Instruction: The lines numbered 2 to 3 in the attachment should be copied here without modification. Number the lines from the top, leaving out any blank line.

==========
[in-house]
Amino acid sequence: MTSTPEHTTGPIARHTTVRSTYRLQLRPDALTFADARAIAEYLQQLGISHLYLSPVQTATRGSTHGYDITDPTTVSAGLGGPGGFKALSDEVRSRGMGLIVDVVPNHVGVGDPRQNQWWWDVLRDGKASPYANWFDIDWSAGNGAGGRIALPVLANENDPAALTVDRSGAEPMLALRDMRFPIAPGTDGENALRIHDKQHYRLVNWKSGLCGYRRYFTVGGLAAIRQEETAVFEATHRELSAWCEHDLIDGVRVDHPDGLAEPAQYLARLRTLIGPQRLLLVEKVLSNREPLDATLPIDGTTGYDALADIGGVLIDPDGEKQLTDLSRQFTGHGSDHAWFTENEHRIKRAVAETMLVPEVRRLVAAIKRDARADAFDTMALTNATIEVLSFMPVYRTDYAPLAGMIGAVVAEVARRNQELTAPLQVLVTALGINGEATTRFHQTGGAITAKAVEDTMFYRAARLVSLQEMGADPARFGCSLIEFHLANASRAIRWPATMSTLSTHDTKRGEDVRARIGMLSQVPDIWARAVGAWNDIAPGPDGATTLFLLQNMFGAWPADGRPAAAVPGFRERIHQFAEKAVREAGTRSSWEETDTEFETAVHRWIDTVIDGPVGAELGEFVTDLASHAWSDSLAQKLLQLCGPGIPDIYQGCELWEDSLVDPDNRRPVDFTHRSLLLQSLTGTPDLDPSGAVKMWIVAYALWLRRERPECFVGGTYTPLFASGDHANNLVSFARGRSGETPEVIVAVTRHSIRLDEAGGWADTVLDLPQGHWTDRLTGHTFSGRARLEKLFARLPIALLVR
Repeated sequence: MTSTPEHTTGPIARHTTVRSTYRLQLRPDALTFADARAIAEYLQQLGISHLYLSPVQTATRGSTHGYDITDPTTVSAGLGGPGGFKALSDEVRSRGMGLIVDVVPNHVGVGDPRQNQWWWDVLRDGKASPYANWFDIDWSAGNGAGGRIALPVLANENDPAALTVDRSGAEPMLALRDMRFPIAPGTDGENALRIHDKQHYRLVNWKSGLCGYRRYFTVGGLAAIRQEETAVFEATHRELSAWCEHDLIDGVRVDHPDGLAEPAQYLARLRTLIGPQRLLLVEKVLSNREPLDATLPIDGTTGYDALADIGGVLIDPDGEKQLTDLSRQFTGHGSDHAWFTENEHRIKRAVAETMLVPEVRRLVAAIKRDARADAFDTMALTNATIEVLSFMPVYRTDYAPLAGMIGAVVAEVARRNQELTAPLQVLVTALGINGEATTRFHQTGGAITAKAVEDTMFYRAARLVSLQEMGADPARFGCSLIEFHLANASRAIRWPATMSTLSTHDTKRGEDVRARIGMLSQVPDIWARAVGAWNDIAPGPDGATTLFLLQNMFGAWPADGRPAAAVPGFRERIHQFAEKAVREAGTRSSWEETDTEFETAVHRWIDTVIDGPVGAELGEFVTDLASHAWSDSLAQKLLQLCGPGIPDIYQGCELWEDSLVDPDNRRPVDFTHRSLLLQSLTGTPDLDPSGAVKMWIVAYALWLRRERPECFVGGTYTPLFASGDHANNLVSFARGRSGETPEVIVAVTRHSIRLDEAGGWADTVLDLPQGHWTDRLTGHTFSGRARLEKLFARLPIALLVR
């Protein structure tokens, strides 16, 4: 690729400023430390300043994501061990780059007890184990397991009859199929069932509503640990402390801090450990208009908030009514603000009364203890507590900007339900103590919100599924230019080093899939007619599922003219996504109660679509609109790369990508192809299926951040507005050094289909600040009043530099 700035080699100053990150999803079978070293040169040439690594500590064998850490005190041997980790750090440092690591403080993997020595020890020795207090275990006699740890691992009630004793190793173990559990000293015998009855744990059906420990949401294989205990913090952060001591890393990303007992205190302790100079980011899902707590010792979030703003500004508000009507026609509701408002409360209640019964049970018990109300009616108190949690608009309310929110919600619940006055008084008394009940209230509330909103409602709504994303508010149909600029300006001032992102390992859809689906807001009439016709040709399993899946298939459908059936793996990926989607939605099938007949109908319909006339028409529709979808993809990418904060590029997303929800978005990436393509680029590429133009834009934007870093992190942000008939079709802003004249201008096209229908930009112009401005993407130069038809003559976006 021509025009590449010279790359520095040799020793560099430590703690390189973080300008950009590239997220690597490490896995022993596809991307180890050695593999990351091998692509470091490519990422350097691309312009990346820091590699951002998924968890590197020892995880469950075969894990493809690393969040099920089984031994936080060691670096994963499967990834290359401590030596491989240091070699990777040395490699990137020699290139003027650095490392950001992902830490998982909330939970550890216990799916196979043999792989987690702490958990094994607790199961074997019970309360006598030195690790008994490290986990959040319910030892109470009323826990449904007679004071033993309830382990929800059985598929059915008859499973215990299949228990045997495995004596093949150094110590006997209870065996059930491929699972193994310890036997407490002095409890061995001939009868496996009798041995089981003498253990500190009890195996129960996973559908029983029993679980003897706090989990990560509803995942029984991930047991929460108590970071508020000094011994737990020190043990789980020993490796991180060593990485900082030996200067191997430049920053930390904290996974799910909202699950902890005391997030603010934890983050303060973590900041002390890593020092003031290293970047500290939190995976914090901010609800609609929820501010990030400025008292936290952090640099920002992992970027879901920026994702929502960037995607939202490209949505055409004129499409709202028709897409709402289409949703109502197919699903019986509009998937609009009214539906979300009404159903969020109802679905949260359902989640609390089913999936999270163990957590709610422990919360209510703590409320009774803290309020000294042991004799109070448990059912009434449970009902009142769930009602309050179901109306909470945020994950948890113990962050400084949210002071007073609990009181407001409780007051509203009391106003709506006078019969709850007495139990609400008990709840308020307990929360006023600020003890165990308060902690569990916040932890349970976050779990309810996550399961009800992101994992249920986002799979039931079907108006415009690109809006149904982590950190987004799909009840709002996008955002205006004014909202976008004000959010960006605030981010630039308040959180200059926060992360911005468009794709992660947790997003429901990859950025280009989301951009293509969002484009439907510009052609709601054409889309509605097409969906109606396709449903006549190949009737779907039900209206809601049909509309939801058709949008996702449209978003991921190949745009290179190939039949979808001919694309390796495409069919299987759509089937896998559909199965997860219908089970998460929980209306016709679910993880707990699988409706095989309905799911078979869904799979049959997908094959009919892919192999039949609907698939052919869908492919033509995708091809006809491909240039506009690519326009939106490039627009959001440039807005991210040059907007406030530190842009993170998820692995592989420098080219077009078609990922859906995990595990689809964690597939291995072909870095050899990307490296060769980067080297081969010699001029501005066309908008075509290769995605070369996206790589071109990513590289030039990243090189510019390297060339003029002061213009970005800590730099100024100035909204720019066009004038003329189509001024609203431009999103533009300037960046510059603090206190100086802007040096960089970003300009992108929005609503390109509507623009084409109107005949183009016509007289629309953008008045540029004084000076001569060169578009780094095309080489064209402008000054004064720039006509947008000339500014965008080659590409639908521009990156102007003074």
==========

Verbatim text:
Amino acid sequence: MTSTPEHTTGPIARHTTVRSTYRLQLRPDALTFADARAIAEYLQQLGISHLYLSPVQTATRGSTHGYDITDPTTVSAGLGGPGGFKALSDEVRSRGMGLIVDVVPNHVGVGDPRQNQWWWDVLRDGKASPYANWFDIDWSAGNGAGGRIALPVLANENDPAALTVDRSGAEPMLALRDMRFPIAPGTDGENALRIHDKQHYRLVNWKSGLCGYRRYFTVGGLAAIRQEETAVFEATHRELSAWCEHDLIDGVRVDHPDGLAEPAQYLARLRTLIGPQRLLLVEKVLSNREPLDATLPIDGTTGYDALADIGGVLIDPDGEKQLTDLSRQFTGHGSDHAWFTENEHRIKRAVAETMLVPEVRRLVAAIKRDARADAFDTMALTNATIEVLSFMPVYRTDYAPLAGMIGAVVAEVARRNQELTAPLQVLVTALGINGEATTRFHQTGGAITAKAVEDTMFYRAARLVSLQEMGADPARFGCSLIEFHLANASRAIRWPATMSTLSTHDTKRGEDVRARIGMLSQVPDIWARAVGAWNDIAPGPDGATTLFLLQNMFGAWPADGRPAAAVPGFRERIHQFAEKAVREAGTRSSWEETDTEFETAVHRWIDTVIDGPVGAELGEFVTDLASHAWSDSLAQKLLQLCGPGIPDIYQGCELWEDSLVDPDNRRPVDFTHRSLLLQSLTGTPDLDPSGAVKMWIVAYALWLRRERPECFVGGTYTPLFASGDHANNLVSFARGRSGETPEVIVAVTRHSIRLDEAGGWADTVLDLPQGHWTDRLTGHTFSGRARLEKLFARLPIALLVR
Repeated sequence: MTSTPEHTTGPIARHTTVRSTYRLQLRPDALTFADARAIAEYLQQLGISHLYLSPVQTATRGSTHGYDITDPTTVSAGLGGPGGFKALSDEVRSRGMGLIVDVVPNHVGVGDPRQNQWWWDVLRDGKASPYANWFDIDWSAGNGAGGRIALPVLANENDPAALTVDRSGAEPMLALRDMRFPIAPGTDGENALRIHDKQHYRLVNWKSGLCGYRRYFTVGGLAAIRQEETAVFEATHRELSAWCEHDLIDGVRVDHPDGLAEPAQYLARLRTLIGPQRLLLVEKVLSNREPLDATLPIDGTTGYDALADIGGVLIDPDGEKQLTDLSRQFTGHGSDHAWFTENEHRIKRAVAETMLVPEVRRLVAAIKRDARADAFDTMALTNATIEVLSFMPVYRTDYAPLAGMIGAVVAEVARRNQELTAPLQVLVTALGINGEATTRFHQTGGAITAKAVEDTMFYRAARLVSLQEMGADPARFGCSLIEFHLANASRAIRWPATMSTLSTHDTKRGEDVRARIGMLSQVPDIWARAVGAWNDIAPGPDGATTLFLLQNMFGAWPADGRPAAAVPGFRERIHQFAEKAVREAGTRSSWEETDTEFETAVHRWIDTVIDGPVGAELGEFVTDLASHAWSDSLAQKLLQLCGPGIPDIYQGCELWEDSLVDPDNRRPVDFTHRSLLLQSLTGTPDLDPSGAVKMWIVAYALWLRRERPECFVGGTYTPLFASGDHANNLVSFARGRSGETPEVIVAVTRHSIRLDEAGGWADTVLDLPQGHWTDRLTGHTFSGRARLEKLFARLPIALLVR